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Polandine Patti Episode 14

Last updated on January 18, 2023

We’d originally only intended to do three episodes on action films in Malayalam cinema, but decided that we really needed one more — this time, to talk about what we’re calling “Girls Kick Butt”!

Download Episode 14

Episode 14 Highlights:

Spoiler Alert! We try to remember to alert listeners to spoilers, but just in case, know that we talk about the films in-depth, so be sure to watch them first if you’re concerned about spoilers!

[00:00:21] Major Ravi’s son, Arjun, is the cinematographer for The Kung Fu Master (TKFM). Harsha thinks he will become a director.

[00:00:39] Katherine has a lot of thoughts about TKFM

[00:00:45] This is our last episode in the action series, focused on women, or as Harsha calls it, The Girls Kicking Ass episode.

[00:01:25] There is physical ass kicking but also swashbuckling and cleverness to move the story forward.

[00:02:05] First up, The Kung Fu Master, which is about a martial arts gang in North India led by a Malayali. 

[00:02:13] Jiji Scaria plays Rishi Ram, a professional martial arts teacher, who is asked to infiltrate the gang by the police. In retaliation, his entire family is annihilated by the gang, leaving Rishi and his sister Rithu, also a martial artist and college professor, as the only survivors. 

[00:03:15] The siblings drop out of society for a year to take revenge.

[00:03:23] It’s very different from other Indian action films due to the focus on East Asian martial arts, specifically Wing Chun kung fu.

[00:04:10] Compared to an Akshay Kumar-style action film, TKFM has lots of hand-to-hand combat where kicks and punches are shown landing.

[00:05:00] Harsha compares how fight choreography inspired by East Asian cinema is shown in Marvel’s Shang-Chi and the Legend of the Ten Rings to this film.

[00:05:25] Neeta Pillai, who plays Rithu, trained for a year to do this film.

[00:05:30] In one scene, Rishi and Rithu are teaching a group of children and they give a level of detail about Wing Chun that is surprising. There is a discussion of the Ip Man films with Donnie Yen.

[00:05:55] Katherine mentions this fight scene from Ip Man 2 with Yen and Sammo Hung

[00:06:30] Harsha thinks director Abrid Shine was catching up on the Ip Man series and was inspired to make a Malayalam film with Wing Chun.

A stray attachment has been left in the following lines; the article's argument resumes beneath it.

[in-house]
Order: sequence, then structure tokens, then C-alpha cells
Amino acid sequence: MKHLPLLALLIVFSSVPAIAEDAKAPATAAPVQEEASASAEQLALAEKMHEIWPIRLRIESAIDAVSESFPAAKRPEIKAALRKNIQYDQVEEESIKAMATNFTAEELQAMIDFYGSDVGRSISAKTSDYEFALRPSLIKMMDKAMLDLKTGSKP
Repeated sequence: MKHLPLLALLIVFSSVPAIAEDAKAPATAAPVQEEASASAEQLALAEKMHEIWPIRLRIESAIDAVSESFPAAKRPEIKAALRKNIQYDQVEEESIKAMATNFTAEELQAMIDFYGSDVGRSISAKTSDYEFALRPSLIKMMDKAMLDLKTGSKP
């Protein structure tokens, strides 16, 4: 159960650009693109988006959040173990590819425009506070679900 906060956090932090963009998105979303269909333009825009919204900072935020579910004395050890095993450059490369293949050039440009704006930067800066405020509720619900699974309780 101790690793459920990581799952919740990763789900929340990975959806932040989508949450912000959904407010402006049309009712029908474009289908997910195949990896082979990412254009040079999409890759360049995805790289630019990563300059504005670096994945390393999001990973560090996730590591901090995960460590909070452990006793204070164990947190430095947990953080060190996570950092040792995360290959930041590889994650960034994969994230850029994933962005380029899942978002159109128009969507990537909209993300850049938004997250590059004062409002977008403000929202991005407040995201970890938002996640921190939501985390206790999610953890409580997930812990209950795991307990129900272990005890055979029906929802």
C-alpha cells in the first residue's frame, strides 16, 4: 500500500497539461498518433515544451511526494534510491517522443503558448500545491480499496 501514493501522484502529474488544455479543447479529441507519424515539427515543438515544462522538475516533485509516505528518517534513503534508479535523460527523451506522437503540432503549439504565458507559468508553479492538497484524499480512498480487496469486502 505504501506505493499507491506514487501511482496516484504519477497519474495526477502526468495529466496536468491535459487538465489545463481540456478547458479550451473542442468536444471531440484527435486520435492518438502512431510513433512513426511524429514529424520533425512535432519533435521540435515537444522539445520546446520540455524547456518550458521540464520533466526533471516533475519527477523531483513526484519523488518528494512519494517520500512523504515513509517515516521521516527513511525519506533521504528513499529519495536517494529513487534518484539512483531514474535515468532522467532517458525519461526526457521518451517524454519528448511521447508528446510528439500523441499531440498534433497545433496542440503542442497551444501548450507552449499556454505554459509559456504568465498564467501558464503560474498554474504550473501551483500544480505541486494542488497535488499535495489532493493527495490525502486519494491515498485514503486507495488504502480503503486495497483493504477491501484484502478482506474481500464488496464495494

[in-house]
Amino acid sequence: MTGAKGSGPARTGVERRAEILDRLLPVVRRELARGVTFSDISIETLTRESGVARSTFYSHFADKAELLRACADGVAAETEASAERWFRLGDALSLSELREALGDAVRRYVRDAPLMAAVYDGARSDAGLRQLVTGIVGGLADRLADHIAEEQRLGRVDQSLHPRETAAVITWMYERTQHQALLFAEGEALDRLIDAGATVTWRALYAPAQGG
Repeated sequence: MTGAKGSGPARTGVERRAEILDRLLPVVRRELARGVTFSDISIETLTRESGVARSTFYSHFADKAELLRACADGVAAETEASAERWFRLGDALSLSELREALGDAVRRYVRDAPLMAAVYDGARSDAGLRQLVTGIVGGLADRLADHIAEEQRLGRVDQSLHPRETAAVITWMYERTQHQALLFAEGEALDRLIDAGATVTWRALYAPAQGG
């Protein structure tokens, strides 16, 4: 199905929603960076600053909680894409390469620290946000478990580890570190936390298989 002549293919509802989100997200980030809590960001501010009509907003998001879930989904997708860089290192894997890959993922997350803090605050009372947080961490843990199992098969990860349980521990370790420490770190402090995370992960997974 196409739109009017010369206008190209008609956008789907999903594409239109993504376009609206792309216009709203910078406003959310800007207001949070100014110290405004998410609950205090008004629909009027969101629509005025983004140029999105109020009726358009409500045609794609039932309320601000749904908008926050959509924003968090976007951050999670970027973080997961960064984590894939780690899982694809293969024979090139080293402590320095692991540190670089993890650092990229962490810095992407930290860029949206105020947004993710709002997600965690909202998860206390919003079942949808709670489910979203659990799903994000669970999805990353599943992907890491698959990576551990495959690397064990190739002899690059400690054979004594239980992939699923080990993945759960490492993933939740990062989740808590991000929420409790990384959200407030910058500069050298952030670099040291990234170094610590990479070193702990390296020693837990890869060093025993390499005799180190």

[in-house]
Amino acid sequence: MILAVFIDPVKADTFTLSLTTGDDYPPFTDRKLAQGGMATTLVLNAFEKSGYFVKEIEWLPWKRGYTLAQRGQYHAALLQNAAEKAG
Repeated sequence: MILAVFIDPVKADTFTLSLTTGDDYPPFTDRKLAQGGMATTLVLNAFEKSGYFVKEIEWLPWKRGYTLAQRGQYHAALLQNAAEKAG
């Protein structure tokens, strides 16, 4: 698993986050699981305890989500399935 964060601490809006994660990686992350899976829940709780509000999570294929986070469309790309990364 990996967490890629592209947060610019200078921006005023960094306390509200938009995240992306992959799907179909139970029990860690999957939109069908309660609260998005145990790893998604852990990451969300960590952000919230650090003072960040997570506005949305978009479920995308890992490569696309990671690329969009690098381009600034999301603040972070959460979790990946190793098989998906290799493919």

[00:06:55] Abrid Shine’s 1983 was a commercial and critical success and helped Nivin Pauly become a star. Then they made Action Hero Biju together, which Harsha does not like.

[00:07:53] Nivin Pauly (and Prithviraj) are known for backseat directing on their films and we speculate if that leads to some of the inconsistency among Abrid Shine’s films.

[00:09:00] Some directors like Lijo Jose Pellissery can try different things while having a unifying style but it’s hard to find that with Abrid Shine’s four films.

[00:10:20] Like Katherine, if you know Hong Kong action films, it’s hard not to spot some of the weaknesses of this film.

[00:10:59] Harsha didn’t like how dialogues were limited to mundane interactions. In productive scenes, the audio is muted and background music plays over it in a montage style. It feels odd.

[00:11:52] We both expected a more fun movie from the title and the family annihilation scene so early on was jarring. Katherine fast forwarded through a lot of it on her second watch.

[00:12:56] Harsha thinks that as much as this was supposed to be a martial arts film, the parts where it exceled were the ones Malayalam cinema always does – the ordinary, family moments.

[00:13:32] The film has the benefit of a beautiful location – the Himayalan foothills. It is beautifully shot. We really liked the way a bloody fight scene was shot against the backdrop of a ground covered in snow. 

[00:13:54] Major action also happens in the Beatles Ashram in Rishikesh. Harsha spent a lot of time looking at the graffiti on the walls. 

[00:14:50] This is a vengeance film but without any upsides. It’s hard to imagine our protagonists ever being able to return to a normal life with the trauma and survivor’s guilt they experienced.

[00:15:50] The early scenes out of chronological order was incredibly confusing for us both.

[00:17:15] Rishi’s powerpoint presentation to the police about the bad guys was unintentionally funny 

[00:17:29] Harsha references Kelly Rowland texting Nelly on Microsoft Excel in the early 2000s

[00:17:49] The villain introduction was extremely cringe. Abrid Shine hates recreational drug use.

[00:19:38] Jiji Scaria is a real martial artist and Neeta Pillai trained for a year. We hope she gets more chances to use it.

[00:21:05] Neeta Pillai is depicted very unglamorously, which makes her feel more real. Everyone also wears comfortable clothes appropriate for fighting.

[00:22:28] We appreciate the choices, possibly dictated by the budget, to not objectify her unlike the villain’s moles who are all white women. Their depiction was uncomfortable.

[00:24:10] Next, Independence from 1999, starring Vani Viswanath, who is pretty glamorous.

[00:24:24] This is a classic masala film. Vani Viswanath and Indraja play sisters trying to get revenge on their parents’ killer.

[00:24:52] Khushboo plays another important character, a police officer who is tasked with apprehending the sisters but ends up siding with them.

[00:25:40] We had to include Vani Viswanath in the action series and Harsha picked this one.

[00:25:45] Katherine had only seen her play supporting characters. It was also hard to track down with subtitles but she liked it!

[00:26:15] Trigger warning for potential physical and sexual assault.

[00:26:38] The songs are very good and Nandalala was a popular song for little girls to dance to circa 1999.

[00:27:05] It’s not so different from a massy action film starring Mohanlal or Mammootty from the time – good songs, comedy uncles, hero(ine) entrance